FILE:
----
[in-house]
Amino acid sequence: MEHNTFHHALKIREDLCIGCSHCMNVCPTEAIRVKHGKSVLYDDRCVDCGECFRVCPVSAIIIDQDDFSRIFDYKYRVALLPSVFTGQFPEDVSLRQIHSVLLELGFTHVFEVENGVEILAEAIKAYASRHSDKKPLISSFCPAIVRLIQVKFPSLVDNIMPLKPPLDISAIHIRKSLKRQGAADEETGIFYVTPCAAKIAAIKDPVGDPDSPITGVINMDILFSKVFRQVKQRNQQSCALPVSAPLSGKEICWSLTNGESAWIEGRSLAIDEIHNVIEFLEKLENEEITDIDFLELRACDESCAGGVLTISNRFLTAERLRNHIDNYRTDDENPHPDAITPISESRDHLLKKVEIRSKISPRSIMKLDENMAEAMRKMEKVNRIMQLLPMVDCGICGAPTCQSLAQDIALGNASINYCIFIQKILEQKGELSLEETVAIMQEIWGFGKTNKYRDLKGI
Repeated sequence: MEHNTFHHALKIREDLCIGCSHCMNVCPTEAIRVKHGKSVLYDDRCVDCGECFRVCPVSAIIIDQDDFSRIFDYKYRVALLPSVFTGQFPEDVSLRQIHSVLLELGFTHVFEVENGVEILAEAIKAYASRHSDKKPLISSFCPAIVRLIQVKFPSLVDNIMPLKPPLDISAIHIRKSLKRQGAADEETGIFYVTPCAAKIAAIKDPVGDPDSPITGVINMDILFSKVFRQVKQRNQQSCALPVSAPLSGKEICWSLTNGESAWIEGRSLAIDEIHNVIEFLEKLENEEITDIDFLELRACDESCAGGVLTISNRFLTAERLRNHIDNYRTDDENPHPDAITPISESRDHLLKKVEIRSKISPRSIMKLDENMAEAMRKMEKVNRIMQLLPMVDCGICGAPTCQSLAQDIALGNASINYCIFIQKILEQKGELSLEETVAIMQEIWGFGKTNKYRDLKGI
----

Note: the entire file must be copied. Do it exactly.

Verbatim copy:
[in-house]
Amino acid sequence: MEHNTFHHALKIREDLCIGCSHCMNVCPTEAIRVKHGKSVLYDDRCVDCGECFRVCPVSAIIIDQDDFSRIFDYKYRVALLPSVFTGQFPEDVSLRQIHSVLLELGFTHVFEVENGVEILAEAIKAYASRHSDKKPLISSFCPAIVRLIQVKFPSLVDNIMPLKPPLDISAIHIRKSLKRQGAADEETGIFYVTPCAAKIAAIKDPVGDPDSPITGVINMDILFSKVFRQVKQRNQQSCALPVSAPLSGKEICWSLTNGESAWIEGRSLAIDEIHNVIEFLEKLENEEITDIDFLELRACDESCAGGVLTISNRFLTAERLRNHIDNYRTDDENPHPDAITPISESRDHLLKKVEIRSKISPRSIMKLDENMAEAMRKMEKVNRIMQLLPMVDCGICGAPTCQSLAQDIALGNASINYCIFIQKILEQKGELSLEETVAIMQEIWGFGKTNKYRDLKGI
Repeated sequence: MEHNTFHHALKIREDLCIGCSHCMNVCPTEAIRVKHGKSVLYDDRCVDCGECFRVCPVSAIIIDQDDFSRIFDYKYRVALLPSVFTGQFPEDVSLRQIHSVLLELGFTHVFEVENGVEILAEAIKAYASRHSDKKPLISSFCPAIVRLIQVKFPSLVDNIMPLKPPLDISAIHIRKSLKRQGAADEETGIFYVTPCAAKIAAIKDPVGDPDSPITGVINMDILFSKVFRQVKQRNQQSCALPVSAPLSGKEICWSLTNGESAWIEGRSLAIDEIHNVIEFLEKLENEEITDIDFLELRACDESCAGGVLTISNRFLTAERLRNHIDNYRTDDENPHPDAITPISESRDHLLKKVEIRSKISPRSIMKLDENMAEAMRKMEKVNRIMQLLPMVDCGICGAPTCQSLAQDIALGNASINYCIFIQKILEQKGELSLEETVAIMQEIWGFGKTNKYRDLKGI